In spite of its artificial perfume additives, the only aroma that I could identify was sunscreen. Protection from the sun is perhaps the one thing that this cream gets right, though hardly perfect. The chemical sunscreen ethylhexyl methoxycinnamate, or octinoxate, not only safeguards the product against deterioration caused by UV rays, but it also helps protect the wearer from sunburn and other skin damage inflicted by UV light. Phenylbenzimidazole sulfonic acid, another chemical sunscreen, is primarily a UVB-protecting agent with only minimal UVA protection.

The rest of the formula's sun defense derives from benzophenone-3, which shields the skin from both UVA and UVB radiation. Benzophenone-3 is known to cause contact eczema and is suspected of other adverse effects. For one, benzophenone-3 appears to mimic the hormone estrogen. In one study, estrogen-sensitive breast cancer cells in test tubes multiplied when exposed to benzophenone-3, suggesting that it has the potential to disrupt the endochrine system of individuals who use it. Especially alarming is that benzophenone, which is readily absorbed by the skin, was discovered in the urine of adults several days after applying this substance in a sunscreen. As a result, preparations with benzophenone-3 are not recommended for use in young children.

I wish I could say that all these risks are worth it because Ahava Hand Lightening Cream performs wonders for the skin. Unfortunately, that is not the case. Its SPF of 12 falls short of delivering full-spectrum protection if you plan on exposing your hands to the sun for long periods of time. Its texture is lightweight and absorbs quickly, but the cream tends to get slippery and melt off at the first sign of sweat.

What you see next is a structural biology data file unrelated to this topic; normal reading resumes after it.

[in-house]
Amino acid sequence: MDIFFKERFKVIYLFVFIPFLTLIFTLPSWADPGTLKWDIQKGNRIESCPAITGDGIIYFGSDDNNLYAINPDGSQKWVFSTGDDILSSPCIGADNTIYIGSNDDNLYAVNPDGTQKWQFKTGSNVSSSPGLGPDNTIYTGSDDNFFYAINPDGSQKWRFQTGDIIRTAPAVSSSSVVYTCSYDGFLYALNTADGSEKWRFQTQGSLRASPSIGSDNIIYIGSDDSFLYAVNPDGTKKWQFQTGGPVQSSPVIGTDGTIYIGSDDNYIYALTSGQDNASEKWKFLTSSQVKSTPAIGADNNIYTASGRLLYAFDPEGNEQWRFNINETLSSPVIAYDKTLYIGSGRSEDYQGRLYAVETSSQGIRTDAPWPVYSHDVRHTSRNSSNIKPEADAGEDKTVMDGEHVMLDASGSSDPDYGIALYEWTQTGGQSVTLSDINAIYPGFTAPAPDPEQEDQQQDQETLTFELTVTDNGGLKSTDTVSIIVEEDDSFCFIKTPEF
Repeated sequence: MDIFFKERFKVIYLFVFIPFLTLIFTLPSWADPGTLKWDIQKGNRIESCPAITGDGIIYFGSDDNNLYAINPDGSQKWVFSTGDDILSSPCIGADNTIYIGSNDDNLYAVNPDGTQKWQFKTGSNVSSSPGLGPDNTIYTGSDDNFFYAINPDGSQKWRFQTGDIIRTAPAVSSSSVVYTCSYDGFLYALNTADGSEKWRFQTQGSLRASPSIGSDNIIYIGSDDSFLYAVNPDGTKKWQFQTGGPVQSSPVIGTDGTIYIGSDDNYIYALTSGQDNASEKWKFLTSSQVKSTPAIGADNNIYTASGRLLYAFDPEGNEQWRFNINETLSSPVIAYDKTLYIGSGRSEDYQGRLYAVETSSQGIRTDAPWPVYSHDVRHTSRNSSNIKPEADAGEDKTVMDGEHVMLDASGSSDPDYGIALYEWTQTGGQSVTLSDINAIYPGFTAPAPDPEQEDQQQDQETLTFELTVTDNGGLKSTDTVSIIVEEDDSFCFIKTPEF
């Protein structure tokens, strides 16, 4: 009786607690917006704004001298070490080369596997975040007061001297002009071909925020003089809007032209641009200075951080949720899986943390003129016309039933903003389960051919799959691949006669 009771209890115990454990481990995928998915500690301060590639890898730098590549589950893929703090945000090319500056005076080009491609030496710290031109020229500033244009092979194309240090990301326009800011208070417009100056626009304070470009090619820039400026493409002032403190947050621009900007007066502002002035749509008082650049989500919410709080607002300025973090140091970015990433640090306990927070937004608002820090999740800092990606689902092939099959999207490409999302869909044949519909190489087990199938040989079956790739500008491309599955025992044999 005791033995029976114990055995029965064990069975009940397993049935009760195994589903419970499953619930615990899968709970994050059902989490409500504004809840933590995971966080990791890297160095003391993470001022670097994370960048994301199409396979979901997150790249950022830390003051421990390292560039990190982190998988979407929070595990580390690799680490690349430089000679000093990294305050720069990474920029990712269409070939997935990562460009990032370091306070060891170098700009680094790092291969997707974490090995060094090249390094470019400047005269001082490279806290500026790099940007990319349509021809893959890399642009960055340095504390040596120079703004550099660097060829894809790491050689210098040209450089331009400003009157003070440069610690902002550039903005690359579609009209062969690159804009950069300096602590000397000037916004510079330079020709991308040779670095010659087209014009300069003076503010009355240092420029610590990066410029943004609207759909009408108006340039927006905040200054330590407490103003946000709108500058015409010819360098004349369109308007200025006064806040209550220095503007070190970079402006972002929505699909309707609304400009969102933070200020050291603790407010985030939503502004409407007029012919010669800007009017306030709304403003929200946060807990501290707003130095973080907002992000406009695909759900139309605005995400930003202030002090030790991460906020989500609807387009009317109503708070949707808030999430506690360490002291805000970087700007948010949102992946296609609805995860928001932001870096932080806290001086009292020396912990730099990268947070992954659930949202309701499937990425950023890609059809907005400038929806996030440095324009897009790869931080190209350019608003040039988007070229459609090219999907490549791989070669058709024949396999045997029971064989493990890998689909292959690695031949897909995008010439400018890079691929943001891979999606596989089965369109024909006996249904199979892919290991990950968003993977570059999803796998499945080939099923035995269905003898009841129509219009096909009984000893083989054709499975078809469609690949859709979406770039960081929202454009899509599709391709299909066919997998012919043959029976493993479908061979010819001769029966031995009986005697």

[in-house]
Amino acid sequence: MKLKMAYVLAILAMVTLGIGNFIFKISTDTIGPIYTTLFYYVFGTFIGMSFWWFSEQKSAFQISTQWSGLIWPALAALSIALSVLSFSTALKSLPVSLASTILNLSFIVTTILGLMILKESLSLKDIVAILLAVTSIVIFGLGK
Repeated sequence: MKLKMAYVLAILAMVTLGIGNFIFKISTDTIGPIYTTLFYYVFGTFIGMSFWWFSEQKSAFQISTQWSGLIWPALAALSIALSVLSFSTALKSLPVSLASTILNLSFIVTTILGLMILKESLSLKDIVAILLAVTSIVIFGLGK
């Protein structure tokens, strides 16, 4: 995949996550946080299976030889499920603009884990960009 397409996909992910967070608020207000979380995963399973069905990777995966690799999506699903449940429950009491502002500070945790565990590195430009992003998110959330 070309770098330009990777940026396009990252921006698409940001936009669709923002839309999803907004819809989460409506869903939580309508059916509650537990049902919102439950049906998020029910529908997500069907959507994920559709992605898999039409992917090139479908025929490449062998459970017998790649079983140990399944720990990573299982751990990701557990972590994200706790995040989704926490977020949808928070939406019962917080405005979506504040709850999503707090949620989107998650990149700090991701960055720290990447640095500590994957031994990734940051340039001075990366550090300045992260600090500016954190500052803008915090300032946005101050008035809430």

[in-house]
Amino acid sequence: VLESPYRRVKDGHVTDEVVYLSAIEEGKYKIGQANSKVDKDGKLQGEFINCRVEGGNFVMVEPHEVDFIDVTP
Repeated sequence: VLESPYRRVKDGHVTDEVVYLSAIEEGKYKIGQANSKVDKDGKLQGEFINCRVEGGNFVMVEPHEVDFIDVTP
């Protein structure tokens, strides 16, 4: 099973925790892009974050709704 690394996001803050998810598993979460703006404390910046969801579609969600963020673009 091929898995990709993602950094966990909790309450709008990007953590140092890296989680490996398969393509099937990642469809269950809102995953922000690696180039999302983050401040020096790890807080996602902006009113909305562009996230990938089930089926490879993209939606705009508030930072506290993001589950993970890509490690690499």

Just as Sheila noted in Seaderm's Make-up Removing Water, Ahava has built its brand on Dead Sea minerals, but there is very little evidence that topically applying sea water conveys any significant benefits to the skin. Nonetheless, within the Hand Lightening Cream's chemical-laden formula, sea water is one of the most natural and innocuous ingredients that Ahava has going for it.

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Ingredients: Water (aqua), Ethylhexyl Methoxycinnamate, Propylene Glycol, Cetearyl Alcohol, Glyceryl Stearate, PEG 40 Stearate, Benzophenone 3, Dimethicone, Phenylbenzimidazole Sulfonic Acid, Triethanolamine, Sorbitan Triestearate, Arbutin, Dead Sea Water (Maris Sal & Aqua), Tocopheryl Acetate, Camellia Sinensis Leaf Extract (Green Tea), Glycerin, Fragrance, Xanthan Gum, Acrylates/C10 30 Alkyl Acrylate Crosspolymer, Diazolidinyl Urea, Methylparaben, Disodium EDTA, Iodopropynyl Butylcarbamate, Butylphenyl Methylpropional, Linalool, Hydroxyisohexyl 3 Cyclohexene Carboxaldehyde, Hexyl Cinnamal, Dipentene, Contains Oxybenzone

  • October 22, 2010

    by Richard

    Hi! I just read your review on this product and I'm amazed on how well-versed you are with sunscreens. May i ask your help on a certain product? I am well aware also of the damage that UVA rays cause to our skin in terms of aging that's why for 2 years now, I've been looking for sunscreens that protect both from UVA and UVB. With Shiseido I'm able to tell because of their PA rating system, but with AHAVA... (Protective Moisturizing Cream SPF15 for Men), I can't tell cos they don't have the PA system. Would you know if they do? Because I really would like to try it. Thanks!